For more than six years, the Everglades Law Center has been challenging Florida Power & Light’s (FPL) plans to expand the Turkey Point nuclear facility & we need your help!
The Florida Power & Light (FPL) Turkey Point Power Plant is located along the shores of Biscayne National Park, America’s largest marine national park. The plant’s current operations already threaten the health of Biscayne National Park and surrounding waterways, with hypersaline, nutrient-laden water from its antiquated cooling canal system. Now, FPL proposes to expand Turkey Point by adding two new, extremely expensive and water-intensive nuclear reactor units, which would make it one of the largest nuclear power facilities in the country. Operating the two new reactors, Units 6 & 7, could compound Turkey Point’s existing water quality problems, as wastewater injected underground from the new reactors could potentially migrate upwards and contaminate the Upper Floridan Aquifer. The proposed expansion threatens our national parks, endangered wildlife, Everglades restoration, and the health of our groundwater resources.
Turkey Point is located between Everglades and Biscayne National Parks. These national parks not only protect important and fragile ecosystems but also are critical drivers of the local economy, supporting recreation, tourism, and other economic activities. According to the standards of the U.S. Nuclear Regulatory Commission (NRC), the agency responsible for overseeing the expansion, “sites adjacent to lands devoted to public use may be considered unsuitable,” and unacceptable impacts are “most apt to arise in areas adjacent to natural-resource oriented areas.” According to the NRC’s own standards, Turkey Point should not be expanded because of its possible harmful impacts to the ecological health of surrounding protected areas.
Why It Matters:
The two new reactors could harm the quantity and quality of our limited freshwater resources, which are critical to ensuring the future of our environment and our communities. The expansion could usurp water needed for future Everglades restoration projects, whose goals are to increase water flow needed to restore degraded wetland ecosystems. FPL must be required to resolve the water use conflict with the protection of Biscayne National Park and ensure that their current and future activities don’t threaten South Florida’s groundwater.
South Florida is extremely vulnerable to the impacts of climate change, including storm surge and sea-level rise. Expanding a nuclear power plant in an area that is ground zero for sea-level rise threatens our communities and the environment, especially since large amounts of highly radioactive, long-lived spent nuclear fuel are already stored on-site, with even more produced if the new reactors are ever built and become operational. Therefore, plans to expand the plant must account for the full range of sea-level rise impacts over the predicted 60-year life span of the plant.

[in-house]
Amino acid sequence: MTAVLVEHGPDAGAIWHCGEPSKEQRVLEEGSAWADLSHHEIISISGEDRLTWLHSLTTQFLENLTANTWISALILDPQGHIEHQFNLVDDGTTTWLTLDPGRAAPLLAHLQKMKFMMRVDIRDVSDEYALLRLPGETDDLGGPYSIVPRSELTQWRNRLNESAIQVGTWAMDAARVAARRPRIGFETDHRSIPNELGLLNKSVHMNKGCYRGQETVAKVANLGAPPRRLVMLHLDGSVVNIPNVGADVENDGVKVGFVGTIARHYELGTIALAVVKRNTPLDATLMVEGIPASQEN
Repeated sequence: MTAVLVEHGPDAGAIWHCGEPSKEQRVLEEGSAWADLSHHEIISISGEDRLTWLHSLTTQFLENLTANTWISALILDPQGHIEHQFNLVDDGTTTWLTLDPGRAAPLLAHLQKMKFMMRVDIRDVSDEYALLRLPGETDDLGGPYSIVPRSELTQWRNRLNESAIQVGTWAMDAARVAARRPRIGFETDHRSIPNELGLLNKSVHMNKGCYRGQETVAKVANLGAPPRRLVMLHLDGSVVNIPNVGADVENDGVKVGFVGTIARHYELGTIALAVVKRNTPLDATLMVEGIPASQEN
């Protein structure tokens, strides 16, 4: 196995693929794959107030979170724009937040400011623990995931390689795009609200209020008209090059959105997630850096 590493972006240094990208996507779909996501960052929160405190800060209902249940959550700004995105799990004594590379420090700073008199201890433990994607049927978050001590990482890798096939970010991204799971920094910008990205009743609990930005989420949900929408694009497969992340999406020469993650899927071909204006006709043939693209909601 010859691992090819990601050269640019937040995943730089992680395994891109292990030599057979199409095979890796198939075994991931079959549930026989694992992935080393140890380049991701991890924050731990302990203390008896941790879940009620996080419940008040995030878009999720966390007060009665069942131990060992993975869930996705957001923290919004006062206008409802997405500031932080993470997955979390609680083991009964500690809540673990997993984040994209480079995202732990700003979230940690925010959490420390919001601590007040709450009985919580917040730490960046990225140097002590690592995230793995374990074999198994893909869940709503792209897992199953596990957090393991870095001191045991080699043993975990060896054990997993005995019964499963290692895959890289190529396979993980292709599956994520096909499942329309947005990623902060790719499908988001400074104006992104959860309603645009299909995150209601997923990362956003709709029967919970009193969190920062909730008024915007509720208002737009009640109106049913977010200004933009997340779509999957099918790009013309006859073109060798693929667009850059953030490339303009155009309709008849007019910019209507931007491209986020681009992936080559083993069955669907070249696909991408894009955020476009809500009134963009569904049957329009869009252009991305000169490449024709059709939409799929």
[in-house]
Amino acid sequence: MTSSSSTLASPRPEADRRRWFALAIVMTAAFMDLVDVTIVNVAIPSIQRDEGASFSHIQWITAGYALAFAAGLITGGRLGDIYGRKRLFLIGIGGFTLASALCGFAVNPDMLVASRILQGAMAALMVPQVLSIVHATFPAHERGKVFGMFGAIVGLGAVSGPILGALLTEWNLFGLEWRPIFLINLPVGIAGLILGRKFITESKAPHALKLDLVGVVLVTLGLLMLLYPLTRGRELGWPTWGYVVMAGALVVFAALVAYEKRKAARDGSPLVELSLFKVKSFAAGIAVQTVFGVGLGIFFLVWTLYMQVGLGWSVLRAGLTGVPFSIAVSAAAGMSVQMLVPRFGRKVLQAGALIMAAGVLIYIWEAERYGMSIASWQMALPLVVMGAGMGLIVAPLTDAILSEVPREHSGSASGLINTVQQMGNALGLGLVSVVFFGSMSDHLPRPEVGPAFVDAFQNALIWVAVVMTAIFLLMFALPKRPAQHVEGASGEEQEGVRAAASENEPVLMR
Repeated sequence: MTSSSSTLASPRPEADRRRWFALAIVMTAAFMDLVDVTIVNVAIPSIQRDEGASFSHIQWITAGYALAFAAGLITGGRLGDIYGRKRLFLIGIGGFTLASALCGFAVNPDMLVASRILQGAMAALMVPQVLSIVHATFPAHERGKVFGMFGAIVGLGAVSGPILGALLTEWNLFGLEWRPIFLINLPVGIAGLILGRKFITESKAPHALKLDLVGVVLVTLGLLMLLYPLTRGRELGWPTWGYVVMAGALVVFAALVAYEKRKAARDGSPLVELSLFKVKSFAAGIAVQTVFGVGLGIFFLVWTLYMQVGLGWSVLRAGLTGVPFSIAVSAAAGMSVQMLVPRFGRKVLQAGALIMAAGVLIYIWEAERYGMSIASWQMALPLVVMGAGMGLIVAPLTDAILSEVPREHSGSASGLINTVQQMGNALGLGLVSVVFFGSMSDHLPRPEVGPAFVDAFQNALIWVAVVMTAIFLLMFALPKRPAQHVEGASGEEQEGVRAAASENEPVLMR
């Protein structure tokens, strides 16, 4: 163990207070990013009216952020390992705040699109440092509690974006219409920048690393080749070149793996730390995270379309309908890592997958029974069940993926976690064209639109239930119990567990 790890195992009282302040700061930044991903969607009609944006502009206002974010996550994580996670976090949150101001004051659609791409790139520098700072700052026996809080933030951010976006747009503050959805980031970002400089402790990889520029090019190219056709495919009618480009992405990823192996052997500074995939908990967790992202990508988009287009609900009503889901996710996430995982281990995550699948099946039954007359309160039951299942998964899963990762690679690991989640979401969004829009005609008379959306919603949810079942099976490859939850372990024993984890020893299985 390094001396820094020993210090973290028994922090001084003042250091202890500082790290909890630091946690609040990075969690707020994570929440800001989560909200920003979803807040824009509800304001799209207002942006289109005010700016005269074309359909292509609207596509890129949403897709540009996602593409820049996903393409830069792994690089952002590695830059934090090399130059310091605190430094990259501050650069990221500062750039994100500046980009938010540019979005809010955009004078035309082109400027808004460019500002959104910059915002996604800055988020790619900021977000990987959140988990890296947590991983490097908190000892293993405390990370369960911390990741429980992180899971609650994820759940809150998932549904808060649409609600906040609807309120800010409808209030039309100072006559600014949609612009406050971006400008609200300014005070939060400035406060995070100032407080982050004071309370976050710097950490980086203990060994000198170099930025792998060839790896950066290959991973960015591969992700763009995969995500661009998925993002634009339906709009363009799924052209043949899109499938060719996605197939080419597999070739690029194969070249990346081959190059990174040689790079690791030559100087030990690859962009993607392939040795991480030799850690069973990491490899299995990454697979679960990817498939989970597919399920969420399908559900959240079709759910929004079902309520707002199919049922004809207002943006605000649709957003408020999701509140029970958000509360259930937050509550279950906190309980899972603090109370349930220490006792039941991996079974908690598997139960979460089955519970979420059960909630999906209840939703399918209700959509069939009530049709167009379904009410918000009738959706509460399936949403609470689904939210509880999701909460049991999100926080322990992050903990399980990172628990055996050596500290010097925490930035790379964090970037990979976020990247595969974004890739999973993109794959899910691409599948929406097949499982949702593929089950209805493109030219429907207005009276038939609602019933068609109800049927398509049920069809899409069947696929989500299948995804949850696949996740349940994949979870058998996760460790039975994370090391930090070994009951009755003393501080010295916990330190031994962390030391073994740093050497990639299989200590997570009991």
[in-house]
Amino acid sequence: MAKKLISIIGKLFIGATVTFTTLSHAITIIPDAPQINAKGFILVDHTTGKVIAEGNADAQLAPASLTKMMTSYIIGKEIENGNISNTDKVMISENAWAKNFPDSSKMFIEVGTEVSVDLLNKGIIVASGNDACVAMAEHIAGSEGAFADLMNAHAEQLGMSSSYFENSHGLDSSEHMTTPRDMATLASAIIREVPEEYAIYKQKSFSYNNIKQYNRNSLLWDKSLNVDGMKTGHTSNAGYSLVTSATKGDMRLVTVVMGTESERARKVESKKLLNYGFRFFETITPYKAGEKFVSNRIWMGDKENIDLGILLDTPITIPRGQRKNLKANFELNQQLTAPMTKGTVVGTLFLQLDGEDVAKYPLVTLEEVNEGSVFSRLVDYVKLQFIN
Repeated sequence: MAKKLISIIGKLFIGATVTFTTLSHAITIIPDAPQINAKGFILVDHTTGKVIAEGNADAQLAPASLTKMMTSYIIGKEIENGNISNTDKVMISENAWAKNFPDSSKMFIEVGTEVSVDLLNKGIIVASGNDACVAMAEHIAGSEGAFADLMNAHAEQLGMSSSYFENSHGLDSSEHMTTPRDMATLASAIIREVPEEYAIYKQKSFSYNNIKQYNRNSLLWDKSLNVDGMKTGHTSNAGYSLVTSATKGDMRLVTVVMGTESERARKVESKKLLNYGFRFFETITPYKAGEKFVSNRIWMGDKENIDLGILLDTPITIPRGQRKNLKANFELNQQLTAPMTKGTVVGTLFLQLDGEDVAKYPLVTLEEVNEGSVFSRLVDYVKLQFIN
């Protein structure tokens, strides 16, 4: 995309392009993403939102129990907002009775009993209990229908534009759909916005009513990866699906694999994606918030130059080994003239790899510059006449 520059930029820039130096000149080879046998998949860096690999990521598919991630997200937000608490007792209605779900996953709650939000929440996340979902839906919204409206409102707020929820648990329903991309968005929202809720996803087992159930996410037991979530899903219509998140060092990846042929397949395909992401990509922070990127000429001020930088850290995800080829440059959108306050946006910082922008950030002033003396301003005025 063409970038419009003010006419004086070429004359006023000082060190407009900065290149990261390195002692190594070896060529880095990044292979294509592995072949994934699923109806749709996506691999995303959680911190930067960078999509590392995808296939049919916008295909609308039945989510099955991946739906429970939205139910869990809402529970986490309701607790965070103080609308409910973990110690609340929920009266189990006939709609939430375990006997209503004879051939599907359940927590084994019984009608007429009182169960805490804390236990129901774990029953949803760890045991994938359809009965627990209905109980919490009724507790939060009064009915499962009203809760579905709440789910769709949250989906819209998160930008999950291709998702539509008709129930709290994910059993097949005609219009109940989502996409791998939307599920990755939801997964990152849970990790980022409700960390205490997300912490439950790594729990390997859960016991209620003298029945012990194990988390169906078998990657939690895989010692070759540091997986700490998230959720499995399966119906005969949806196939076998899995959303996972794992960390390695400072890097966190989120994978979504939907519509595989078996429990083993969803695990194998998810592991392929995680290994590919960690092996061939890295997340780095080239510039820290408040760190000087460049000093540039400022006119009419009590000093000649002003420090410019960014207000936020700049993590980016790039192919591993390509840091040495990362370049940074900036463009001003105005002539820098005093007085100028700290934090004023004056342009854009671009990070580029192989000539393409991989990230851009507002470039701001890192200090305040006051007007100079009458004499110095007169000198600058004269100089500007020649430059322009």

What We are Doing:
In order to protect our national parks and the surrounding communities from the potentially damaging impacts of Turkey Point’s proposed expansion, we are challenging this unnecessary, risky plan on several fronts. The National Parks Conservation Association (NPCA), the Southern Alliance for Clean Energy (SACE), and other individuals represented by the Everglades Law Center (ELC) and the Turner Environmental Law Clinic at Emory University have intervened in the federal licensing proceedings for this expansion before the NRC’s Atomic Safety and Licensing Board (ASLB). We contend that this proposal fails to comply with federal environmental laws. After nearly six years of targeted advocacy, legal engagement, and outreach to government agencies, public officials, and concerned citizens, our case remains active and compelling.
Recently, FPL sought an expedited ruling to allow them to use injection wells to dispose of polluted wastewater from the proposed reactors into deep injection wells near Biscayne Bay and National Park. In light of our legal arguments earlier this year, the ASLB denied FPL’s motion for the third time. While the ASLB has not yet ruled on the feasibility of the wells, the case is ongoing and will move to an “evidentiary hearing” to determine whether FPL’s plan to dispose their wastewater underground could contaminate the Upper Floridan Aquifer.
How You Can Help:
While the decision to hold an evidentiary hearing is not unprecedented, it is exceedingly rare in these instances and underscores the strength of our case and represents a major victory! If we are successful, we have the opportunity to ensure that FPL and the NRC reevaluate this proposal, perform a comprehensive analysis of the geological conditions and potential impacts, and strengthen environmental safeguards that will better protect our water resources.
The Everglades Law Center has brought this case to a critical juncture and we are prepared to carry it to its successful conclusion. We hope you will support us. Your investment will help ensure that the incredible freshwater resources upon which our Florida communities and ecosystems depend will be protected. Please donate today.